Of course, No Name power proponents also asked that the PSC toss aside the county’s prohibition against public utilities, but according to PSC General Counsel Curtis Kiser, that issue “Isn’t at court” at the moment.

According to the PSC’s informational guidance for utility customers throughout the state, it limits its jurisdiction to the grid up to the meter. Beyond the meter, the county routinely issues building permits, which in this case is prohibited.

The PSC has asked its staff for a revised report on the issue September 4, which means another month before that commission will be ready to act on anything.

And while those legal deliberations continue, No Name property owners have threatened to file lawsuits against the county for denying building permits. Not only are they threatening to sue the county, they are threatening to sue the county commissioners individually as well as members of the Solar Community.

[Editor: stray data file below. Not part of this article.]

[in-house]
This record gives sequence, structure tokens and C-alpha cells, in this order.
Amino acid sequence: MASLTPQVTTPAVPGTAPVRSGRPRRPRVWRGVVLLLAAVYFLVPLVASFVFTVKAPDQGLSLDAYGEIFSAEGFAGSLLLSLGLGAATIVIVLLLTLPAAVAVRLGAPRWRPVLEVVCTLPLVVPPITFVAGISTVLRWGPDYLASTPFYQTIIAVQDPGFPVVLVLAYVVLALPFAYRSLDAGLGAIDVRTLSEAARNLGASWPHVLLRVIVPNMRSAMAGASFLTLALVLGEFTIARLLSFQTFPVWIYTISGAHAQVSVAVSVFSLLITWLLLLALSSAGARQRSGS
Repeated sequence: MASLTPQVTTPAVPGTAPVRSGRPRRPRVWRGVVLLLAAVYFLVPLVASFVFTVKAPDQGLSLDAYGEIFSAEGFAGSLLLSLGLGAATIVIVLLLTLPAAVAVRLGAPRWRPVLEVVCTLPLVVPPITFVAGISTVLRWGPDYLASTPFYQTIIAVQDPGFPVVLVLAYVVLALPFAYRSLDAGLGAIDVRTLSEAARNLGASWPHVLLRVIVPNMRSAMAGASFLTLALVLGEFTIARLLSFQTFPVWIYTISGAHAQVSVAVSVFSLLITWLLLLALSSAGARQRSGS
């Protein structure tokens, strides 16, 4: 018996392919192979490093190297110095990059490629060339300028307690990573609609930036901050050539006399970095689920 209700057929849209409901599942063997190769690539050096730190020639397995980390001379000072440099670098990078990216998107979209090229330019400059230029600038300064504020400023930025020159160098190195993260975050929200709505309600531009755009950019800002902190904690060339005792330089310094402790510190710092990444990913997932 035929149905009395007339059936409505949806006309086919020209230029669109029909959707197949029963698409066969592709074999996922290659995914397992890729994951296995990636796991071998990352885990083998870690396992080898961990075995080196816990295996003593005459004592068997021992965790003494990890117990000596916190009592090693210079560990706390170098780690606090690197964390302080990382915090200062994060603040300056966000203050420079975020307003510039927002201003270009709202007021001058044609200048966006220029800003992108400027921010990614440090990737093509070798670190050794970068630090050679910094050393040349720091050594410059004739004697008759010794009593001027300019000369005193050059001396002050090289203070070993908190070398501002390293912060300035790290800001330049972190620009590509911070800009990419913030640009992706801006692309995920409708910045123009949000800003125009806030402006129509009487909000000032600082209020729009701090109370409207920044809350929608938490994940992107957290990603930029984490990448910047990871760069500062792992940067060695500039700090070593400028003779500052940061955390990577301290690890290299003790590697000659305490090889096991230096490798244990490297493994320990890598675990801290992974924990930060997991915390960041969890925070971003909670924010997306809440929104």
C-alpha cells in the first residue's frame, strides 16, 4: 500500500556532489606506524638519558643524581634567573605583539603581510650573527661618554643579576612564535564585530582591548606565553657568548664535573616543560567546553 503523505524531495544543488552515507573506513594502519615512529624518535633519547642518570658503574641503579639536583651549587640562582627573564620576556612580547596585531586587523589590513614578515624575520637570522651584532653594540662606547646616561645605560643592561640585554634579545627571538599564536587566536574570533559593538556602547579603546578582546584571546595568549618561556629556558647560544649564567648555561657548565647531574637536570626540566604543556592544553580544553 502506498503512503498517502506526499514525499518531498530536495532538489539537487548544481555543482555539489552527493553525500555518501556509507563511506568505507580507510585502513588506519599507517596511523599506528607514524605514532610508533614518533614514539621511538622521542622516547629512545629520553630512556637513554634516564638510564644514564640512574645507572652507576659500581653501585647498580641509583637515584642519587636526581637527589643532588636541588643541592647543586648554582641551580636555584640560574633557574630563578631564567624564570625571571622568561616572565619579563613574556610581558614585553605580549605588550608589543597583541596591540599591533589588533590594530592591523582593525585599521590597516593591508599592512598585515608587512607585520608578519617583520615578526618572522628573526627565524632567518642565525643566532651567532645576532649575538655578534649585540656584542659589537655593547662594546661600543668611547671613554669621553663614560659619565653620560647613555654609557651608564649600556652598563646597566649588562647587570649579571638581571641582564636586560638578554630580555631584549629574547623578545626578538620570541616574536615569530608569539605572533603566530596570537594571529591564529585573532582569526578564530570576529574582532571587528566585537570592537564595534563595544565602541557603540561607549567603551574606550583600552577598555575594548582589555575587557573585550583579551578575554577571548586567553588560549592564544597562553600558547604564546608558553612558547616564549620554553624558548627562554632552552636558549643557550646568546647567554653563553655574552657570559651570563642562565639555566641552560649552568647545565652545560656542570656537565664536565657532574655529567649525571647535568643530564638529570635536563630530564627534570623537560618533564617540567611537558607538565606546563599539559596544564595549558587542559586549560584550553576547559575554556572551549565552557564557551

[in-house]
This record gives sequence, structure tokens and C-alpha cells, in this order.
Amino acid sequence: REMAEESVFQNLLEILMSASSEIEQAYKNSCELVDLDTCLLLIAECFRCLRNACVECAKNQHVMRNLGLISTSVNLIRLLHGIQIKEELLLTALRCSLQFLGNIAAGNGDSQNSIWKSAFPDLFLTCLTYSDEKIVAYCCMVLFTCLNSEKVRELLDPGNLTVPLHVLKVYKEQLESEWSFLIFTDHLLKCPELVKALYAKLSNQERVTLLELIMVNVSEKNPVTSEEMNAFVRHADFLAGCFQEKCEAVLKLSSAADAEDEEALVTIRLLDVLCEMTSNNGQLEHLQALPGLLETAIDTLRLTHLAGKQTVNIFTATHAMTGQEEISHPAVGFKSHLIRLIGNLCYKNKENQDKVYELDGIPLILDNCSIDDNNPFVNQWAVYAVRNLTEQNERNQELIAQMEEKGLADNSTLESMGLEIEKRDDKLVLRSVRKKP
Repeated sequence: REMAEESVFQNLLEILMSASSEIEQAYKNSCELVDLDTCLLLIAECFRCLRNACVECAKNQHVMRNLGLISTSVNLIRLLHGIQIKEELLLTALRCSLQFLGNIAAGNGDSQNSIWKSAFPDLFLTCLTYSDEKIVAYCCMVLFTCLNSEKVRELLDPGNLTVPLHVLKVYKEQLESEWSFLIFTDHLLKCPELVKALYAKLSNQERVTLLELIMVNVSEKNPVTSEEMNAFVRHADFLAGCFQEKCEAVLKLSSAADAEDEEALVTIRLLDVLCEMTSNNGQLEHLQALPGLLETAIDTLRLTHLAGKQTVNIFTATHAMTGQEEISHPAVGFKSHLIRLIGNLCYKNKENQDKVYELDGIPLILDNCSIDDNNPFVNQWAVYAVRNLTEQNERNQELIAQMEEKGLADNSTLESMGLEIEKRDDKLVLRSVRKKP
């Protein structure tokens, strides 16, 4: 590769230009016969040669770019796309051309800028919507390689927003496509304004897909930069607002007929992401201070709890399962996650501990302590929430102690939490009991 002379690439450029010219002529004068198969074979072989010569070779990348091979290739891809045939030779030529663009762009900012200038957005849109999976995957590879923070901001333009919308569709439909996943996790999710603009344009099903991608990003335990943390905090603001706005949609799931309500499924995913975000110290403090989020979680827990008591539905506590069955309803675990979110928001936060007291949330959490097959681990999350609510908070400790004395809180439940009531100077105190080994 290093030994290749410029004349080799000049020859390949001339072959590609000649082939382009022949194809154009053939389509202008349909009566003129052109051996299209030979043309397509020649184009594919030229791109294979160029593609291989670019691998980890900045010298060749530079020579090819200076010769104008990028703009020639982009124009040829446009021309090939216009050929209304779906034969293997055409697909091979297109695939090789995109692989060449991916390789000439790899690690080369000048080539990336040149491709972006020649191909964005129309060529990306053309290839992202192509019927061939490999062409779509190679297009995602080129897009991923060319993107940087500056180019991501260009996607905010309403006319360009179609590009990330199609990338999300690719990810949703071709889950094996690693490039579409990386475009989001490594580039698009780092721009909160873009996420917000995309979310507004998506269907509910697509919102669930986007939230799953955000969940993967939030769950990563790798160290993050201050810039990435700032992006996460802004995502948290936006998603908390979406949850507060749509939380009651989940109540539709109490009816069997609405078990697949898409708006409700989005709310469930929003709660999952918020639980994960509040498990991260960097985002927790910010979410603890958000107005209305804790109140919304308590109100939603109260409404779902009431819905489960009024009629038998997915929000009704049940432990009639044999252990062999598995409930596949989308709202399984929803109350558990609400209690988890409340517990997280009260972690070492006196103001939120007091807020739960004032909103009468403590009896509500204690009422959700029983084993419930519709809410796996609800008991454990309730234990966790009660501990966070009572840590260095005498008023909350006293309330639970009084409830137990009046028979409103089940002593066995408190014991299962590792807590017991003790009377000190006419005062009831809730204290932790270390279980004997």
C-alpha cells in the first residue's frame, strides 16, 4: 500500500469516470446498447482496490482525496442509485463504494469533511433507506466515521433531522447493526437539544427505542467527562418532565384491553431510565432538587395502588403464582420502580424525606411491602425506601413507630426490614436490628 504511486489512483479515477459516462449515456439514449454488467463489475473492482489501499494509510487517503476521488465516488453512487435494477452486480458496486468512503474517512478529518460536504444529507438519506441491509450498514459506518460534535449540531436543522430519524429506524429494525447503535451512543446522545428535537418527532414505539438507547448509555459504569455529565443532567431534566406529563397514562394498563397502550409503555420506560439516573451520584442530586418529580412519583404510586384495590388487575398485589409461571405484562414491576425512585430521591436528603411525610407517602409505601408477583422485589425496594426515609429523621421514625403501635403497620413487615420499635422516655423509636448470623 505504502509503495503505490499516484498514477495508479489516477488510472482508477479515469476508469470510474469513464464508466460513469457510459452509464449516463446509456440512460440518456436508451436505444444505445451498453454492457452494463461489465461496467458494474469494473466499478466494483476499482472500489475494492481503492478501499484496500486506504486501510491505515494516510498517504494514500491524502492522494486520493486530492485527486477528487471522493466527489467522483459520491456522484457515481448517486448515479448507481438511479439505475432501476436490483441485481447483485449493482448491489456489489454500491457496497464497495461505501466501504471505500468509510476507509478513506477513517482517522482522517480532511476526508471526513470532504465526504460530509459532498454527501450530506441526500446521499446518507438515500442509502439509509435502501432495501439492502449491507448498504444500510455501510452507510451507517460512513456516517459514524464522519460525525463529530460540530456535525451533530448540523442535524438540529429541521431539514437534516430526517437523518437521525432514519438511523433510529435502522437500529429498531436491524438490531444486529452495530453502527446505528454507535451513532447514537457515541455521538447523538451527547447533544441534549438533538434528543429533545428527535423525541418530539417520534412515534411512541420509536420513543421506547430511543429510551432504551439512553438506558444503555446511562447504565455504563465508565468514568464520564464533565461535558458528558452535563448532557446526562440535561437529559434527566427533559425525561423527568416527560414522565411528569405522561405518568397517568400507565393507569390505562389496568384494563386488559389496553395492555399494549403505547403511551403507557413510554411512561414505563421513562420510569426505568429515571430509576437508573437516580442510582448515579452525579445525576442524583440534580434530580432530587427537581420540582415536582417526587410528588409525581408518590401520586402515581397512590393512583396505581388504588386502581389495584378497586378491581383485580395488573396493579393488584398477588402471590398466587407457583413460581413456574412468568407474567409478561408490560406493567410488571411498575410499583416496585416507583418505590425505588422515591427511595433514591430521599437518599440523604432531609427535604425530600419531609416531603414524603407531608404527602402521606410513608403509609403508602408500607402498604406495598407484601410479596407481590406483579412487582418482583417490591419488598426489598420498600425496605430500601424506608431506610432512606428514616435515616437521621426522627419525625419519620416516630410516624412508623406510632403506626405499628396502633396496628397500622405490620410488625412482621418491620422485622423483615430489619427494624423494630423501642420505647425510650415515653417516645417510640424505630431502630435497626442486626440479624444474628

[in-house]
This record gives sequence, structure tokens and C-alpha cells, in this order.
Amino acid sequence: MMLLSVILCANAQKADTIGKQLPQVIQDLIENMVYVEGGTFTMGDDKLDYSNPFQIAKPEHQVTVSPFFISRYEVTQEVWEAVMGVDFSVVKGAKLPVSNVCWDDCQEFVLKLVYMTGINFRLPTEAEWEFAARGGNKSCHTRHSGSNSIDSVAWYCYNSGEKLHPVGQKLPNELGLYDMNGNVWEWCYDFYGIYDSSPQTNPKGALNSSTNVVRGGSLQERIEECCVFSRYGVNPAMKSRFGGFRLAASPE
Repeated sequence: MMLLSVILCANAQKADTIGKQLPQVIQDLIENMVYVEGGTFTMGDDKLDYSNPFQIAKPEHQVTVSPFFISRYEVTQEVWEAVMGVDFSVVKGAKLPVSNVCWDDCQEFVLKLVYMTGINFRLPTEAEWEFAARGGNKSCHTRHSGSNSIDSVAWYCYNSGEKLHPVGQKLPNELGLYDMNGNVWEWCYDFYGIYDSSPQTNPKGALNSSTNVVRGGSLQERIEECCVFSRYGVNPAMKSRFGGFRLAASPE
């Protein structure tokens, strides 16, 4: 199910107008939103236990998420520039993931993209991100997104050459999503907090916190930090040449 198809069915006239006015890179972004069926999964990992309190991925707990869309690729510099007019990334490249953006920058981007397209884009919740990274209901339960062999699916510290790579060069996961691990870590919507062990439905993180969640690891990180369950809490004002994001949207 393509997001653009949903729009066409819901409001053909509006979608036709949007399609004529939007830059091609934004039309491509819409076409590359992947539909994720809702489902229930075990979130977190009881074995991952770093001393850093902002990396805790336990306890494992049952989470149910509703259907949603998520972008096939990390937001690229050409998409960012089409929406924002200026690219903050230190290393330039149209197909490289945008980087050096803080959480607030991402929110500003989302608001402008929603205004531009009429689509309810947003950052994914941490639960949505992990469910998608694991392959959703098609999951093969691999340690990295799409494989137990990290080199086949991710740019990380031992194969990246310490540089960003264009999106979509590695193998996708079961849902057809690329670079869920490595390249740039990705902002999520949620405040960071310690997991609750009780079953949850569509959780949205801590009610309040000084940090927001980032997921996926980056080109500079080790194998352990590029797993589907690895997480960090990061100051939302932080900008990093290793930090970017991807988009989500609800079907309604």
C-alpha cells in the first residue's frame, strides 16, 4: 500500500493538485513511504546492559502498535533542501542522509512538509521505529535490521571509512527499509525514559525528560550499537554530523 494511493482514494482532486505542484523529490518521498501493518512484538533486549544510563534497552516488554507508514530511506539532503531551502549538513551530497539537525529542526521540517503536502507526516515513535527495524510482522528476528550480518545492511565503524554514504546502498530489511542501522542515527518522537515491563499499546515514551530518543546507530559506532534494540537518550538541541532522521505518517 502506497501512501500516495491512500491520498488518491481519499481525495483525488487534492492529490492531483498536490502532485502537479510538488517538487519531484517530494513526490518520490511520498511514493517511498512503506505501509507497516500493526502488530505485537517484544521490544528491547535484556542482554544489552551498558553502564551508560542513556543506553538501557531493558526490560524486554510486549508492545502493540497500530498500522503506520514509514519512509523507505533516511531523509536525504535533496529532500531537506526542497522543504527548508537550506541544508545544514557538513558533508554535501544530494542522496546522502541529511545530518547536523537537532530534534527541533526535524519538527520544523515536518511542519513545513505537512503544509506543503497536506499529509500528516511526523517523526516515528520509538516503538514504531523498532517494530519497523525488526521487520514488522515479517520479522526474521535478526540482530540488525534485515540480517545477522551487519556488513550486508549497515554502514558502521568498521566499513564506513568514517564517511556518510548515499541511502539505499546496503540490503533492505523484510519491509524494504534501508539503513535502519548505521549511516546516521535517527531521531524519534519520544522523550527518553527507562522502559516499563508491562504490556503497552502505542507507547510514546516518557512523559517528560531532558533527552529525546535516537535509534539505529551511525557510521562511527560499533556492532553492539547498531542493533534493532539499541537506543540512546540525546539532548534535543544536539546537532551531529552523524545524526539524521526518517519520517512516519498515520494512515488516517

No Name Key resident Richard Coleman says he will start filing lawsuits if the county denies a permit to hook into infrastructure he helped pay for.

But Chief Assistant County Attorney Bob Shillinger has said for months now that just because the poles are in the air doesn’t mean they can stay there if the county and the Solar Community ultimately win the legal battles.

The No Name Key Property Owner’s Association is on the hook for paying for all legal fees incurred by Keys Energy at any stage, and could be on the hook to pay for removal of the grid if they lose the latest court battle.

And as the legal issues play out on center stage, other things are happening on the island.

An Upper Keys real estate company is now listing building lots for sale on No Name Key. The listing says the property comes with two ROGO allocations with the rest in the system. It touts the property’s canal front and lake front locations.